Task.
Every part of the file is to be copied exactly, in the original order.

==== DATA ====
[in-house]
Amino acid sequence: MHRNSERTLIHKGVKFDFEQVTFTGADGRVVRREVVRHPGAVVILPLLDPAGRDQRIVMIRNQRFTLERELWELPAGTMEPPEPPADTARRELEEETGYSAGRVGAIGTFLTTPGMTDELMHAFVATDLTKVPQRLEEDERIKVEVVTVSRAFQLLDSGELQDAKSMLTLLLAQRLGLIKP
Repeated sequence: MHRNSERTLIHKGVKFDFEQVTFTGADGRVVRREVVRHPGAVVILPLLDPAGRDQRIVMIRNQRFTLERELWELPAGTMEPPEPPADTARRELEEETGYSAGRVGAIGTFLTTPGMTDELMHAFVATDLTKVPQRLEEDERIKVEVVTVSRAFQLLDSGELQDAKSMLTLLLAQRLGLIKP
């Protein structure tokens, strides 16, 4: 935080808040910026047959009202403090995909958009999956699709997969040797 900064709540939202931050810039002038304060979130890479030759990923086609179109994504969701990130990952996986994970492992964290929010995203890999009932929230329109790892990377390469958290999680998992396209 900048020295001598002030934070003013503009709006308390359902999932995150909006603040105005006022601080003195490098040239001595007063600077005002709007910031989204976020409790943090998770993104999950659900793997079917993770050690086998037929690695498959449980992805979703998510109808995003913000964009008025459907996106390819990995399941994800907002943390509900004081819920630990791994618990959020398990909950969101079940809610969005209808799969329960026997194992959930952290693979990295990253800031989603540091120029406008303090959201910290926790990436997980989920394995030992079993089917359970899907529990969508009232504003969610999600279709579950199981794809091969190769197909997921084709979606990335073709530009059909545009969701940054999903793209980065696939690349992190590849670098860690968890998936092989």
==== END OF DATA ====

[in-house]
Amino acid sequence: MHRNSERTLIHKGVKFDFEQVTFTGADGRVVRREVVRHPGAVVILPLLDPAGRDQRIVMIRNQRFTLERELWELPAGTMEPPEPPADTARRELEEETGYSAGRVGAIGTFLTTPGMTDELMHAFVATDLTKVPQRLEEDERIKVEVVTVSRAFQLLDSGELQDAKSMLTLLLAQRLGLIKP
Repeated sequence: MHRNSERTLIHKGVKFDFEQVTFTGADGRVVRREVVRHPGAVVILPLLDPAGRDQRIVMIRNQRFTLERELWELPAGTMEPPEPPADTARRELEEETGYSAGRVGAIGTFLTTPGMTDELMHAFVATDLTKVPQRLEEDERIKVEVVTVSRAFQLLDSGELQDAKSMLTLLLAQRLGLIKP
């Protein structure tokens, strides 16, 4: 935080808040910026047959009202403090995909958009999956699709997969040797 900064709540939202931050810039002038304060979130890479030759990923086609179109994504969701990130990952996986994970492992964290929010995203890999009932929230329109790892990377390469958290999680998992396209 900048020295001598002030934070003013503009709006308390359902999932995150909006603040105005006022601080003195490098040239001595007063600077005002709007910031989204976020409790943090998770993104999950659900793997079917993770050690086998037929690695498959449980992805979703998510109808995003913000964009008025459907996106390819990995399941994800907002943390509900004081819920630990791994618990959020398990909950969101079940809610969005209808799969329960026997194992959930952290693979990295990253800031989603540091120029406008303090959201910290926790990436997980989920394995030992079993089917359970899907529990969508009232504003969610999600279709579950199981794809091969190769197909997921084709979606990335073709530009059909545009969701940054999903793209980065696939690349992190590849670098860690968890998936092989």